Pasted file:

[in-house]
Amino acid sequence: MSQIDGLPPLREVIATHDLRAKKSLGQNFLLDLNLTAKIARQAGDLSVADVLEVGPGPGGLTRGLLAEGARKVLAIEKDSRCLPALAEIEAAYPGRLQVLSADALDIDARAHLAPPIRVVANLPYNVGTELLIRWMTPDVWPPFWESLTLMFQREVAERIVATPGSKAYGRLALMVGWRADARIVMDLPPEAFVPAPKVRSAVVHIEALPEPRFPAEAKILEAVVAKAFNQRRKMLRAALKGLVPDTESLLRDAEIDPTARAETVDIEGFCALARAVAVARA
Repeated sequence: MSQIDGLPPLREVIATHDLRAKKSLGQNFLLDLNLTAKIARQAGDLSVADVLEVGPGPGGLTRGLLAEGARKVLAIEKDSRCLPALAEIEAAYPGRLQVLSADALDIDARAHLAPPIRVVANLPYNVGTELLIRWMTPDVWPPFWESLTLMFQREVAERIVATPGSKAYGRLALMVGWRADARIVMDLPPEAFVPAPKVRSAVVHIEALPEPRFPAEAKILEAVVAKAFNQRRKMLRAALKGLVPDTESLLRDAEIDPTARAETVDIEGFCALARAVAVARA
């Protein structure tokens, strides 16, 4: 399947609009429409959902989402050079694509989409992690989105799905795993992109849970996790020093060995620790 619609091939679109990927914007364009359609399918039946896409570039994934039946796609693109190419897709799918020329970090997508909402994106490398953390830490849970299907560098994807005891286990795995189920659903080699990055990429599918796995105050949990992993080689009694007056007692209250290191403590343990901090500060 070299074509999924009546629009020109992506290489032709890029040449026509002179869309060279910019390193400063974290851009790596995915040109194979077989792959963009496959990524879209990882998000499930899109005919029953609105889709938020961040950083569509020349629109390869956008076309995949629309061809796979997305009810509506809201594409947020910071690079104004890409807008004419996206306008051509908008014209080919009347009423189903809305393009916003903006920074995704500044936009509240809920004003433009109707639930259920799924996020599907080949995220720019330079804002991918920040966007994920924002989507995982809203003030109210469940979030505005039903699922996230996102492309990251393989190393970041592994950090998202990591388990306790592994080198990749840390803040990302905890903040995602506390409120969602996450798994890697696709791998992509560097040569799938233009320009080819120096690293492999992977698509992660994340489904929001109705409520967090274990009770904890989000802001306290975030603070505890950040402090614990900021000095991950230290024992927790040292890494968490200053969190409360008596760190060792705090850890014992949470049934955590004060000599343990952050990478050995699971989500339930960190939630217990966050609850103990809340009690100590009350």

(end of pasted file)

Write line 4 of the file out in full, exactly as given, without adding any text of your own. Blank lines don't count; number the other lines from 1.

């Protein structure tokens, strides 16, 4: 399947609009429409959902989402050079694509989409992690989105799905795993992109849970996790020093060995620790 619609091939679109990927914007364009359609399918039946896409570039994934039946796609693109190419897709799918020329970090997508909402994106490398953390830490849970299907560098994807005891286990795995189920659903080699990055990429599918796995105050949990992993080689009694007056007692209250290191403590343990901090500060 070299074509999924009546629009020109992506290489032709890029040449026509002179869309060279910019390193400063974290851009790596995915040109194979077989792959963009496959990524879209990882998000499930899109005919029953609105889709938020961040950083569509020349629109390869956008076309995949629309061809796979997305009810509506809201594409947020910071690079104004890409807008004419996206306008051509908008014209080919009347009423189903809305393009916003903006920074995704500044936009509240809920004003433009109707639930259920799924996020599907080949995220720019330079804002991918920040966007994920924002989507995982809203003030109210469940979030505005039903699922996230996102492309990251393989190393970041592994950090998202990591388990306790592994080198990749840390803040990302905890903040995602506390409120969602996450798994890697696709791998992509560097040569799938233009320009080819120096690293492999992977698509992660994340489904929001109705409520967090274990009770904890989000802001306290975030603070505890950040402090614990900021000095991950230290024992927790040292890494968490200053969190409360008596760190060792705090850890014992949470049934955590004060000599343990952050990478050995699971989500339930960190939630217990966050609850103990809340009690100590009350």